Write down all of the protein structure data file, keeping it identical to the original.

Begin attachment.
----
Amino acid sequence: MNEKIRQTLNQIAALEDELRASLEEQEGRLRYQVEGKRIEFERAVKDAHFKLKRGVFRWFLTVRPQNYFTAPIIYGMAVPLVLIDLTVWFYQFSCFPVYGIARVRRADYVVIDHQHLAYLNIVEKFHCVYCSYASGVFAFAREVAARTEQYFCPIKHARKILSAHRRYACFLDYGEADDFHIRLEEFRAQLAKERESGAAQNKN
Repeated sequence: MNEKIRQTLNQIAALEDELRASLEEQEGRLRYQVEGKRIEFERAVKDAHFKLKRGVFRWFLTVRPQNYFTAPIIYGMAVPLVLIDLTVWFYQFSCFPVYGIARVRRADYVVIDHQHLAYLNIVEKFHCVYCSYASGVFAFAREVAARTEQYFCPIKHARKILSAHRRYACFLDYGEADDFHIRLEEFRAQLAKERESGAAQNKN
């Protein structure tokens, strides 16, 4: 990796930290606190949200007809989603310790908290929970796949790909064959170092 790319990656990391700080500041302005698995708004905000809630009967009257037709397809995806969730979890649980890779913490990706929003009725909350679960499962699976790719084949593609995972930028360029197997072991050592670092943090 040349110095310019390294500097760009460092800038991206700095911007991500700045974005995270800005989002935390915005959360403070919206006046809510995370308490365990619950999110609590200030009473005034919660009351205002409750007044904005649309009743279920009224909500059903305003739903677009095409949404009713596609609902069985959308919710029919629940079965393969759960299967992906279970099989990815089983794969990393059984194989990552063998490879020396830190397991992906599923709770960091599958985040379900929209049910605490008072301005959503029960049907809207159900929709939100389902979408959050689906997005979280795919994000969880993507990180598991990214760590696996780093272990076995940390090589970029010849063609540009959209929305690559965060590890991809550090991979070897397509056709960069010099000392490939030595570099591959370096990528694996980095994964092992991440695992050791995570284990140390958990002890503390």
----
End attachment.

Amino acid sequence: MNEKIRQTLNQIAALEDELRASLEEQEGRLRYQVEGKRIEFERAVKDAHFKLKRGVFRWFLTVRPQNYFTAPIIYGMAVPLVLIDLTVWFYQFSCFPVYGIARVRRADYVVIDHQHLAYLNIVEKFHCVYCSYASGVFAFAREVAARTEQYFCPIKHARKILSAHRRYACFLDYGEADDFHIRLEEFRAQLAKERESGAAQNKN
Repeated sequence: MNEKIRQTLNQIAALEDELRASLEEQEGRLRYQVEGKRIEFERAVKDAHFKLKRGVFRWFLTVRPQNYFTAPIIYGMAVPLVLIDLTVWFYQFSCFPVYGIARVRRADYVVIDHQHLAYLNIVEKFHCVYCSYASGVFAFAREVAARTEQYFCPIKHARKILSAHRRYACFLDYGEADDFHIRLEEFRAQLAKERESGAAQNKN
């Protein structure tokens, strides 16, 4: 990796930290606190949200007809989603310790908290929970796949790909064959170092 790319990656990391700080500041302005698995708004905000809630009967009257037709397809995806969730979890649980890779913490990706929003009725909350679960499962699976790719084949593609995972930028360029197997072991050592670092943090 040349110095310019390294500097760009460092800038991206700095911007991500700045974005995270800005989002935390915005959360403070919206006046809510995370308490365990619950999110609590200030009473005034919660009351205002409750007044904005649309009743279920009224909500059903305003739903677009095409949404009713596609609902069985959308919710029919629940079965393969759960299967992906279970099989990815089983794969990393059984194989990552063998490879020396830190397991992906599923709770960091599958985040379900929209049910605490008072301005959503029960049907809207159900929709939100389902979408959050689906997005979280795919994000969880993507990180598991990214760590696996780093272990076995940390090589970029010849063609540009959209929305690559965060590890991809550090991979070897397509056709960069010099000392490939030595570099591959370096990528694996980095994964092992991440695992050791995570284990140390958990002890503390």